Making Foolish Assumptions

There are two assumptions you should never make about the cloud:

  1. That it will instantly solve all your problems
  2. That your entire organization will be on-board with the idea the second you pitch it.

Before you try to add a cloud to your business, you need to make sure you’ve actually got a clear idea in mind of what problems you want to address with it. It’s also vital that you discuss the matter with your IT department – not everyone is going to like the idea of a large-scale switch.

“Many existing enterprise organizations, both within their current IT team and across other departments, may not perceive the value of a move to the cloud,” writes Ken Christensen of Datalink.  “Be prepared for the culture to push back against the notion of the cloud. In some cases, you may even face active opposition.”

In order to effectively pitch the idea, Christensen advises that you be both specific and measurable. You need to give some clear, concrete demonstration of the value cloud computing holds to your business. Otherwise, you may as well scrap the idea altogether.

Get Your Head In The Cloud

Like any tool, the cloud’s only functional if you know how to use it. It’s not something you can implement halfway, nor can you utilize it without fully understanding what it does. If you try to use the cloud knowing your organization’s requirements and culture – as well as the underlying technology – then you’re simply asking for trouble.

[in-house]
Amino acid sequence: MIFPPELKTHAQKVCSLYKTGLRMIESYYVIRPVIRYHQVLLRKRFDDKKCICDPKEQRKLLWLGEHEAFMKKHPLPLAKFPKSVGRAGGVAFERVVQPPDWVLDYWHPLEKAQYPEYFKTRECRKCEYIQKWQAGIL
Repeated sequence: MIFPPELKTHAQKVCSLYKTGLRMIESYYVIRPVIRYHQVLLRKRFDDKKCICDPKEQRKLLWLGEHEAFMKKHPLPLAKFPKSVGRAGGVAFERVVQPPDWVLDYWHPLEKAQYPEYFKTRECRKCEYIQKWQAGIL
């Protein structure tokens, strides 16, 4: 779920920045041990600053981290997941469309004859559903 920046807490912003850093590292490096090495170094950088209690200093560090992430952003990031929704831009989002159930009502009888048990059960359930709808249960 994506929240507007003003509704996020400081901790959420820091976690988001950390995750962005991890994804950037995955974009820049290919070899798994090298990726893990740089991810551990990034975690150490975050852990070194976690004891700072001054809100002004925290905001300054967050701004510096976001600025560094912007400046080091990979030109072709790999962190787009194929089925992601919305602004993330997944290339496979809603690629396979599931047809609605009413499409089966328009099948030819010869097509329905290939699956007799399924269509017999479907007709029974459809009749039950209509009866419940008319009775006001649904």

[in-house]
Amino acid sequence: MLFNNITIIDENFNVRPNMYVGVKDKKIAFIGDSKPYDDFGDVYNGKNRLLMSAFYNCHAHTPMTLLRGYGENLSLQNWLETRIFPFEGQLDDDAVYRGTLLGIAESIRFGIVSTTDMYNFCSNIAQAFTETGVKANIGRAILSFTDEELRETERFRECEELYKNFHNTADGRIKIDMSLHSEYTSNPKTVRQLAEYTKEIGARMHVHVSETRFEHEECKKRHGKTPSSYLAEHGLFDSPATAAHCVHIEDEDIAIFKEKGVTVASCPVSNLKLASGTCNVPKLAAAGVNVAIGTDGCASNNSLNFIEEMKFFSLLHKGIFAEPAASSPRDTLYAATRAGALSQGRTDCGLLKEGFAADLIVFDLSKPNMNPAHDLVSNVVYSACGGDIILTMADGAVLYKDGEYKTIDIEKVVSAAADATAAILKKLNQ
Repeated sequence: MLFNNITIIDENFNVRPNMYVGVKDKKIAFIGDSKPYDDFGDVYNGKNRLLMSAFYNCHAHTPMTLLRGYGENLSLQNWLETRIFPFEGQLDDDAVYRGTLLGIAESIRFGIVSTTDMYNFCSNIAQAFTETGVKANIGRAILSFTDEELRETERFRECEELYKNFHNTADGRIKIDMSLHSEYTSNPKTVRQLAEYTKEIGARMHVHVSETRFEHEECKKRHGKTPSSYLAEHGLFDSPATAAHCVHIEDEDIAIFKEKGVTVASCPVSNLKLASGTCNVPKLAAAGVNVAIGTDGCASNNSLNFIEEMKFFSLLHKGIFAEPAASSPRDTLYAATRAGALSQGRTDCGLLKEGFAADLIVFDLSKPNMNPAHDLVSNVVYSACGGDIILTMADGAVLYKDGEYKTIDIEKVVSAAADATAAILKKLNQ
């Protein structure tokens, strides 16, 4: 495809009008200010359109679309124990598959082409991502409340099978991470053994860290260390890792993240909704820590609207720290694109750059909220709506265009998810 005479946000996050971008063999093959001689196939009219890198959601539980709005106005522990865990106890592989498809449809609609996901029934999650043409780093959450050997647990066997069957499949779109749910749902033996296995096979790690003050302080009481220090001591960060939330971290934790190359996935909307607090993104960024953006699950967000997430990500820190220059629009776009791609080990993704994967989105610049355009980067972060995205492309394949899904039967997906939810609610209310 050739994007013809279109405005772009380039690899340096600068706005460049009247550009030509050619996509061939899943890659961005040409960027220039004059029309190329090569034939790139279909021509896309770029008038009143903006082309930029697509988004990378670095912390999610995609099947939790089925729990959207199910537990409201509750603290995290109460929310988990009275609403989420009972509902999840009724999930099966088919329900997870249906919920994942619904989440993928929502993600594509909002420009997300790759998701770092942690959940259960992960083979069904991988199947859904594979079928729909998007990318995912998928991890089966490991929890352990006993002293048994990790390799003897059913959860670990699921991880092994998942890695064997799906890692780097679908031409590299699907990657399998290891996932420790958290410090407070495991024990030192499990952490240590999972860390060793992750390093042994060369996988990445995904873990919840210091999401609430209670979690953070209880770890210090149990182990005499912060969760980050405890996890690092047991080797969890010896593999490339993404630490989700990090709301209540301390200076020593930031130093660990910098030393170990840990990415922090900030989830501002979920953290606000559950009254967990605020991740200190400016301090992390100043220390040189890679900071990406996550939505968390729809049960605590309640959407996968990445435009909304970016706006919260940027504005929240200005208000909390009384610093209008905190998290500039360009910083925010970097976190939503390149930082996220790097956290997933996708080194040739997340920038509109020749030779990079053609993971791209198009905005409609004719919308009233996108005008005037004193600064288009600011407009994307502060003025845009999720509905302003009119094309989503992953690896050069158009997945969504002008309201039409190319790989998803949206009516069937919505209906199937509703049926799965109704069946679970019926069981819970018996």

So, I ask again – is your organization using the cloud effectively? Hopefully now you know the answer.

The Benefits of Virtualization

Last week, we reviewed the basics of virtualization in order to provide an understanding of the technology and how businesses are utilizing it. The buzz surrounding virtualization is only getting stronger as IT professionals look for tools to maximize their budget and productivity. Server virtualization has been a game-changing technology for IT, providing efficiencies and capabilities that just aren’t possible when constrained to a physical environment. There are several benefits to IT professionals and businesses that choose to implement virtualization, including:

Cost Savings: With virtualization, businesses can cut their hardware maintenance costs by lowering the number of physical servers. Several companies are also using virtualization as a means to simplify the ownership and administration of their existing IT servers. In doing so, businesses can decrease their operational costs, such as staffing, powering, backup, hardware, and software maintenance.